A flourishing forest for all

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Aidan Ffrench gives a valuable insight into the planning behind the DLR Trees and Urban Forestry Strategy 2022-2031 – A natural approach to human health and well-being. 



Trees are intrinsic to human life. That may not always be so obvious, and we tend to take trees for granted. However, consider this statement from John Parker, Chief Executive of the Arboricultural Association, “a tree basically makes itself out of air, water, soil, and sunshine” That’s quite something! Trees are truly amazing. And trees bring many benefits to humans, including clean air, oxygen, shelter, food, biodiversity, carbon sequestration, and spiritual sustenance. Increasingly, people recognise the vital role of trees in human health, well-being, and climate. The pandemic highlighted the need for us to reconnect with and care for nature, especially in urban areas, where 63% of Irish people live. And, just as humans need each other and live in communities, so do trees. Scientists such as Professor Suzanne Simard (suzannesimard.com) are finding that trees function as communities of solidarity, supporting each other through symbiotic relationships with mycorrhizal fungi. Our connections with each other and trees are no less important. Embracing this holistic understanding, in late 2020, Dún Laoghaire-Rathdown County Council embarked on a review and update of its first Tree Strategy (2011-2015). It is anticipated that the new strategy will be launched in March 2022.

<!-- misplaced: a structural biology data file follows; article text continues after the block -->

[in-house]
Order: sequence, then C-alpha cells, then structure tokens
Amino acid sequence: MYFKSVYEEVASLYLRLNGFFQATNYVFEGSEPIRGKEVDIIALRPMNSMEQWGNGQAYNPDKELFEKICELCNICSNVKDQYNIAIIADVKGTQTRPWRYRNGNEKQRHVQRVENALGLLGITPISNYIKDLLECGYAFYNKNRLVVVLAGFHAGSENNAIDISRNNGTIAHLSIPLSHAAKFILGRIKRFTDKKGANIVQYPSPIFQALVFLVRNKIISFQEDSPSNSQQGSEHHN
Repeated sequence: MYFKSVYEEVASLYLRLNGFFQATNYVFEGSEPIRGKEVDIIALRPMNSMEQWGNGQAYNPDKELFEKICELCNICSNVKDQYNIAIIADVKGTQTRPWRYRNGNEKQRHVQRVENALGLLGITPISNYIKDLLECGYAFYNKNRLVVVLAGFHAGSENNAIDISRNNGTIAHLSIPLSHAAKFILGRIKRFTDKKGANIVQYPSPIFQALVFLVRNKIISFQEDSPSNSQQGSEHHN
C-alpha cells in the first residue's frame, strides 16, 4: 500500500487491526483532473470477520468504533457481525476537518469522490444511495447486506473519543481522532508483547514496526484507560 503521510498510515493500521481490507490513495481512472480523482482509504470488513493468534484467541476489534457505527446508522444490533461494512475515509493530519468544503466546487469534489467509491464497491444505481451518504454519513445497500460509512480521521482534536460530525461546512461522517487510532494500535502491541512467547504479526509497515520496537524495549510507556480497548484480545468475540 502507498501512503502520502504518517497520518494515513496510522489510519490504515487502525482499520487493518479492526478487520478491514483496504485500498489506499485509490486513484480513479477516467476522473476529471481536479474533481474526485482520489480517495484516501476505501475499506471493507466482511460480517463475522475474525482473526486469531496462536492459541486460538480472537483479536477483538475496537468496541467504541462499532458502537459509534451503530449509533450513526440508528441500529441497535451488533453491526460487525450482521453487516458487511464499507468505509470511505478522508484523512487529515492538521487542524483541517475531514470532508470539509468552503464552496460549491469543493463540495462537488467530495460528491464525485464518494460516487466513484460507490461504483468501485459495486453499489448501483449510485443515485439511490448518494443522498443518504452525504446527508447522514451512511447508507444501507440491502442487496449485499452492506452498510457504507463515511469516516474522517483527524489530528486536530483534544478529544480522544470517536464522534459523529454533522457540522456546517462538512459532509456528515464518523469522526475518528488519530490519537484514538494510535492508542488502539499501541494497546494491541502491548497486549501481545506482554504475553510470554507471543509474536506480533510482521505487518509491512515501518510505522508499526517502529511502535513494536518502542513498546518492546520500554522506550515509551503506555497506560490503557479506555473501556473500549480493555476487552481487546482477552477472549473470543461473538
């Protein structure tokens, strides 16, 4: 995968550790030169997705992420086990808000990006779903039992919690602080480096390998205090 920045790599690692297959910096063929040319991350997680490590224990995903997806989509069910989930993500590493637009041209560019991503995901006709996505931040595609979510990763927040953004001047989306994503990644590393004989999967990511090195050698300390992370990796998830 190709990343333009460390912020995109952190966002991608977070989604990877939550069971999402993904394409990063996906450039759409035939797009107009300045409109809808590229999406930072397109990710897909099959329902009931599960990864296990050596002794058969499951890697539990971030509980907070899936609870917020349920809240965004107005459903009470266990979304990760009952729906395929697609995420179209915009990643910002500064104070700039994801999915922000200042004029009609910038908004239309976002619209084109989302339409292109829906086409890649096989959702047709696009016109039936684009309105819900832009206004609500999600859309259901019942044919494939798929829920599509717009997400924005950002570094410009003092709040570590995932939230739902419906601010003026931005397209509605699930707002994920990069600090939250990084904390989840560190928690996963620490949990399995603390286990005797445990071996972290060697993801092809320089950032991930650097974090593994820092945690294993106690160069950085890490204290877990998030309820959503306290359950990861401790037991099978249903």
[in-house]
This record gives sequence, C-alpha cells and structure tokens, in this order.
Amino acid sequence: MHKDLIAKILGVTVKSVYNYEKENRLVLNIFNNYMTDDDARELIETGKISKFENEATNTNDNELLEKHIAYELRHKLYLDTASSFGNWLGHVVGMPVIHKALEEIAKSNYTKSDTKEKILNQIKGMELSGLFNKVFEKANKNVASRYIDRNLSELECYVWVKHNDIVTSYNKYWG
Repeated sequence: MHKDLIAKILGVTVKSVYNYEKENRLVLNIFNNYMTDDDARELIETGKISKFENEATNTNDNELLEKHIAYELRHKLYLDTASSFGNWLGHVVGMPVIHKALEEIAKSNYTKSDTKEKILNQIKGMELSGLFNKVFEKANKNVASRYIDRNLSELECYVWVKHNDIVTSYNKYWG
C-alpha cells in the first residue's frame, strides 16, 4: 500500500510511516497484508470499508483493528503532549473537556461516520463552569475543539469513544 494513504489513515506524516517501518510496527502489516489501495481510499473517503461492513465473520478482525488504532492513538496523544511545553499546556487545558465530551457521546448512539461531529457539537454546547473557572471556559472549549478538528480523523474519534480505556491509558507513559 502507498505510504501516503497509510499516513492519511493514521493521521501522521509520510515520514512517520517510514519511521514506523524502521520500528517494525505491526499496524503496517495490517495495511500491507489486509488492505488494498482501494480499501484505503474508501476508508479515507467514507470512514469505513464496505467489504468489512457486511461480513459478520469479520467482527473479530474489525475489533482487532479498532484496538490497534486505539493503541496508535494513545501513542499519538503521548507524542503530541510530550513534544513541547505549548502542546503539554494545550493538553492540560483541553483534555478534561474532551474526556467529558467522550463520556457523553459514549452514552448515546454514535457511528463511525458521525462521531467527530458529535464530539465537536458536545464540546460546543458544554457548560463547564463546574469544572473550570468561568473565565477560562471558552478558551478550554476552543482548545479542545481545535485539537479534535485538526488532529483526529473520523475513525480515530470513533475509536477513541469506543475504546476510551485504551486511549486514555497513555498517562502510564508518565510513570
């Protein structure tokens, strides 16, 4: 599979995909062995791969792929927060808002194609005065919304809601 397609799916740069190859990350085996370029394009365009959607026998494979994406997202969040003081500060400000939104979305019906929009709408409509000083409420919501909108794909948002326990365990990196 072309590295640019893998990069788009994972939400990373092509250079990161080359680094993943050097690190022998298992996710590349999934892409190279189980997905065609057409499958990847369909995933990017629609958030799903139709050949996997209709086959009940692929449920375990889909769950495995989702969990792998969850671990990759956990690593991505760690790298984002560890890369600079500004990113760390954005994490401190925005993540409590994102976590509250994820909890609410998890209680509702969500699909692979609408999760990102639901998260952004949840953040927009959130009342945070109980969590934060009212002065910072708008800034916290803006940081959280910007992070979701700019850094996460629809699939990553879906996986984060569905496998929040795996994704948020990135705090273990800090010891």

Preparation of the new strategy is mandated by Action 14 of the dlr Climate Action Plan 2019-2024. The review audited the outgoing strategy’s Action Plan, finding that most of its 14 actions had not been completed owing to insufficient staff resources, principally the lack of a Tree Officer. A Literature Review of best international exemplars was conducted, focusing on cities including Greater Lyon (France), Pittsburgh, and Melbourne. Key lessons included building capacity, to delivery goals, maintaining an up-to-date database, engaging civil society through collaboration, and investing in appropriate human, technical, and educational resources. In contrast to the first strategy, a draft was only written once a two-part exercise was undertaken – an Issues Paper followed by an in-depth Stakeholder Engagement process. The Paper identified several key challenges and opportunities for Public Consultation, including the coincidence of tree inequity and social disadvantage, increasing tree losses due to developments, lack of a Tree Officer, citizen tree stewards, and citizen science. Sixty-four submissions were received, mostly from individuals, with nine from county councillors, and one from a national organisation (Bat Conservation Ireland). Participants were generally well-disposed towards trees and expressed interest in being involved in tree activities. For example, 78% were interested in a Citizen Science project and/or a voluntary Tree Stewardship Scheme. There was strong support for drafting a new strategy along with calls for an investment of human resources to manage the Urban Forest. The main topics of concern were the lack of a Tree Officer, tree losses in built developments, biodiversity in tree planting, an educational campaign, and more tree planting. The Consultation was followed by participatory Stakeholder Engagement which had the benefit of early identification and assessment of the views of a wide range of stakeholders, before writing the strategy. A key goal was to ‘activate’ delivery of the strategy’s goals by identifying potential partners. Participation was interactive with proforma questionnaires and workshops with five Focus Groups: –